1. Dope Beanie, $194 by Funky Bling
2. Snake Sweater, $190 by Opening Ceremony
3. Eye Printed Mini, $240 by Kenzo
4. Insect Scarf, $36 by TOPSHOP
5. Abstract Hand Painted Party Tank, $48 by Kindah
6. Hand Painted Batik Fringe Duster, $249 by Di$count
7. Pineapple Shorts, $37 by Lazy Oaf
8. Cartoons On Acid Dress, $108 by Coveted Society
9. Karl Bag, $833 by Yazbukey
Sometimes we all need a good pick me up on those drab days that are riddled with melancholy. These rad finds are sure to put you in a good mood, no matter how boring your Summer has started off feeling. Check out fASHLIN's top finds this week below:
I’m a 90s kid with real-life reference to specific pieces of childhood nostalgia, and because of that adoration coupled with my generally unorthodox nature, I often fawn over the idea of what it might have been like to experience the 90s culture from a teenage mall goth club kid perspective. Today's counter-culture 90's children wish we could raise our teenage freak flag in the decade that started the grunge mentality. It is this nostalgic longing for such aesthetics that has ultimately led to an internet-based cyberculture that is responsible for taking samples of early 90s pop-culture and turning it into a completely new way of life, often through heavy use of different visuals and blogging platforms such as Tumblr. The 1990s acts as a petri dish for the reinvention of our fondest memories into new and inspired avenues of creative self-expression, especially in the realms of what we listen to and how we dress. It feels electrifyingly fresh, but is firmly rooted with impressions engrained from our past.
If I take this modality of thinking and pair it with my natural fondness for Japanese culture or various metaphysical philosophies, then I am left with an ability to more easily identify the origins of nu-goth, pastel goth, pastel grunge, kawaii grunge, seapunk, icepunk, slimepunk or any other internet-based subculture that resonates with my personal interests. They become much more substantial than any sort of casually accepted prerequisites, such as “having turquoise hair” or “wearing flower headbands”. It is more about the emotional connection that these different physical aspects invoke within the individual, not the generic emblematic portrayal of their respective stereotype. People who focus solely on the physical attributes of these niches do not grasp the bigger picture, and are doomed to rely solely on external sources instead of becoming their own.
It is really not surprising that many of these hashtag genres are dripping with heavy surrealism when you consider that most of the ideologies represented are coming from several individual's subconscious minds. It takes a lot of various images to be able to properly convey something as abstract as an idea or feeling. These subcultures represent a group mentality that is ultimately left open to interpretation by the viewer, in a manner similar to using various symbols to decipher your dreams. The imagery used in Seapunk triggered the inspiration for several other hybrid-genres to emerge under a separate sphere of influence with their own unique common interests, most notably Slimepunk. This also explains why so many of these tags are short-lived; their content is relentlessly evolving so rapidly, that a lot of the smaller niches have already switched gears before they had any real chance of gaining some sort of group momentum in the process.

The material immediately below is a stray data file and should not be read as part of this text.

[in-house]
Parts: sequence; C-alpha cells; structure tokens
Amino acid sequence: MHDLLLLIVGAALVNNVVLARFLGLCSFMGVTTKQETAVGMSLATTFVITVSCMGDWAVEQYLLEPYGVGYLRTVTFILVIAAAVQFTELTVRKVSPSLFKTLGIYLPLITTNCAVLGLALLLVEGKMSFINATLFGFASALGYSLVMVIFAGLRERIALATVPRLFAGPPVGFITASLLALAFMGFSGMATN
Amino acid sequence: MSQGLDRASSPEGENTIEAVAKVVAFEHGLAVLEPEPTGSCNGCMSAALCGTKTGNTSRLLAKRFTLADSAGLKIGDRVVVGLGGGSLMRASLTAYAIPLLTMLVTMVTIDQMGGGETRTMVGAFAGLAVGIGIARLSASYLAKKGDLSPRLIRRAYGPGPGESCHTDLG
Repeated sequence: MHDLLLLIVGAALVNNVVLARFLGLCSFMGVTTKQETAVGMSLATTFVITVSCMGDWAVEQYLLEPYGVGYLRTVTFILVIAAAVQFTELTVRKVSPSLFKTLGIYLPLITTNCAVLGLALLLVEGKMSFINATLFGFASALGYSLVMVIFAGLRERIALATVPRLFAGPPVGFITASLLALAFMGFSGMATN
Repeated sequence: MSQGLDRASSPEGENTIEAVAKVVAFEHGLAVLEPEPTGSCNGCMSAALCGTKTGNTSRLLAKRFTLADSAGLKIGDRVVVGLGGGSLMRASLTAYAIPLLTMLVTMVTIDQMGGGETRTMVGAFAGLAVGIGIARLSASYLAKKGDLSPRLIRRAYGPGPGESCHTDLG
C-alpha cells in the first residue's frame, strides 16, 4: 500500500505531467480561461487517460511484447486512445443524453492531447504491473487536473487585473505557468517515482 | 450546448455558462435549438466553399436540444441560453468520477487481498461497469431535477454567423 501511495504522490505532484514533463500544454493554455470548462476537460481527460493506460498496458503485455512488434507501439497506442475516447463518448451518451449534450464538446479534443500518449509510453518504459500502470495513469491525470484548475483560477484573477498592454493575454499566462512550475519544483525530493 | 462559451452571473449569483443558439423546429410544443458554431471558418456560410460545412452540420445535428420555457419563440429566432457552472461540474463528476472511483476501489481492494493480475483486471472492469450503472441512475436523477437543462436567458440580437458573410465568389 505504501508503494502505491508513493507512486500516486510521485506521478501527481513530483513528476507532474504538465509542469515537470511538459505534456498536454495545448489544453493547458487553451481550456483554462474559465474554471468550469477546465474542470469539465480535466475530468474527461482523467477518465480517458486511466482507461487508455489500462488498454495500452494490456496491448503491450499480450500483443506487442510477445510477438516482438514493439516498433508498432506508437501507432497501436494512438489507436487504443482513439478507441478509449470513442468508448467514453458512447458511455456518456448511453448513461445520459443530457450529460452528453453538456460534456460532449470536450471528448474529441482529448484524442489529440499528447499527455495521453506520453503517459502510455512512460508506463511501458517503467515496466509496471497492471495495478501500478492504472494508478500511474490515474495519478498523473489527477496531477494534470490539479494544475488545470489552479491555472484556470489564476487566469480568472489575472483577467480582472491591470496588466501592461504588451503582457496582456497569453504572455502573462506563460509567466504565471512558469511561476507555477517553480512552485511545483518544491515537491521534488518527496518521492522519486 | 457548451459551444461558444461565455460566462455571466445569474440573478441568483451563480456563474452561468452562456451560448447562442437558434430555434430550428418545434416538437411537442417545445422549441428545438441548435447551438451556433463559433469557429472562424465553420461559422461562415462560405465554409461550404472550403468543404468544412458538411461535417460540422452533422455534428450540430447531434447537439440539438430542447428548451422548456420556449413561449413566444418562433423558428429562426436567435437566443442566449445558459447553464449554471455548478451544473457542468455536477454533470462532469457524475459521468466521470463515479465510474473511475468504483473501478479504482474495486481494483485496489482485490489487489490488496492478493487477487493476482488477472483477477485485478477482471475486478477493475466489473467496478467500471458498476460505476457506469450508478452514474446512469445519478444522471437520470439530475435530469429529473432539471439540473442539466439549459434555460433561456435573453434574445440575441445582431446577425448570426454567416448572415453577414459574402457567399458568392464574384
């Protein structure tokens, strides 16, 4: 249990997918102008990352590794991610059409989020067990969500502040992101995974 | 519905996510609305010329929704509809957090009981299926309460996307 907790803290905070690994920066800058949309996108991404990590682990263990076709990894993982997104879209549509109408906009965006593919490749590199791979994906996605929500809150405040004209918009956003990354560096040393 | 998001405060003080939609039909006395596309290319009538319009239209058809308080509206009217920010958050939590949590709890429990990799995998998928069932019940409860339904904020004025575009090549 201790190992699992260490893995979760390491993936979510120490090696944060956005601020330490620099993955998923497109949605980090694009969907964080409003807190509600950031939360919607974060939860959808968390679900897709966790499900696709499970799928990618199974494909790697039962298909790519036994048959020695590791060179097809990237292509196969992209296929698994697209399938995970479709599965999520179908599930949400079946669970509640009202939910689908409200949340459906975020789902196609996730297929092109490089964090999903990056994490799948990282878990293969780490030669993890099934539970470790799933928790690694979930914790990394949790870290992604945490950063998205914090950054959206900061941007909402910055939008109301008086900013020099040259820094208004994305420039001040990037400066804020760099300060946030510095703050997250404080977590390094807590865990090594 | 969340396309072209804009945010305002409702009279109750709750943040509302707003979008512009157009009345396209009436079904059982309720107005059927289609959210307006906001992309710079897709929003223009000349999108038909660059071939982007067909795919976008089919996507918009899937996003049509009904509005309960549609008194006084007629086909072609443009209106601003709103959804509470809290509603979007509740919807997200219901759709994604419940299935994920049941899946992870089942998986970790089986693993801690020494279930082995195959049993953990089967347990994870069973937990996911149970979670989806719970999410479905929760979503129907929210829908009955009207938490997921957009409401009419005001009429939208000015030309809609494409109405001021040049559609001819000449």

What then, do we call this creative mutable entity existing within each of us, equipped with many names and such tremendous transformative power? Perhaps we simply call it inspiration, or happiness: something that is constantly sought after and always fleeting. Inspiration is perpetual, so we chase inspiration in hopes of finally capturing our happiness for good. What I do know, is that pastel things make me happy. Acid wash, DIY and attitude from cats make me happy. Mysticism, 90s Nickelodeon television shows and poorly-misguided celebrity decisions make me happy. If I can encompass all of these truths into one intangible sphere of influence, on top of transforming this force into a variety of material presence, then as long as I am draped in pastel, I'll really be covered in happiness.
Teen Dream Sequin Billy Crop Sweater
$378 from Wildfox Couture
Chiffon Sunflower Cut Out Dress
$33 from Go Jane
Stripey Sue T-Shirt Dress
$38.59 from ASOS
Wool Ear Hat
$19 from July Joy
Anti-Valentine's Day Insult Heart Candy Kawaii Sweatshirt
$45 from fASHLIN
Fun Fur & Dalmation Mini Backpack
$580 from Nasir Mazhar
All Blogs Tee
$26 from American Apparel
fASHLIN has noticed that a lot of insanely popular fashion bloggers have fallen into a similar trap. They resort to the Holy Trinity of footwear--Jeffrey Campbell, Brand Collaborations featuring Jeffrey Campbell (i.e. Wildfox, Black Milk Clothing, etc.), and UNIF (most notably the Hellbounds)—as the only seemingly feasible styling options in the realm of shoes. While Jeffrey Campbell is quite possibly a mad genius and beyond worthy of the amazing recognition that he has built for himself, his shoes are not the only existing form of acceptable footwear. There are so many artfully talented fashion bloggers who rely entirely too much on the credibility that these brands of shoes supposedly provide. In actuality, what they provide is a guaranteed likeability; the safest "alternative" choice in stereotypically edgy footwear that is presently available; the mainstream opinion of what rad shoes should be. Jeffrey Campbell's talent and creative ingenuity alone have ultimately guaranteed him the cult following that he so rightly deserves. His ability to recycle ideas from the past and infuse them into the present is what makes his shoes so interesting and highly coveted in the first place. My issue is not with Jeffrey Campbell's talent or popularity, but with these so-called 'pioneers of fashion' who have lazily conceded their own creative perspective in footwear over to a pre-determined sure thing. I use the word lazy because you cannot identify yourself as being a styling genius while simultaneously relying on a heavily talented designer 99.9% of the time for all of your choices in a particular area of your supposed proficiency. It demonstrates a blatant lack of effort that is the antithesis of what a fashion intuitive is supposed to be. You can have all of the creative stylings of Susie Bubble, but if you choose to water it down with redundant footwear, you might as well be holding up a sign that says,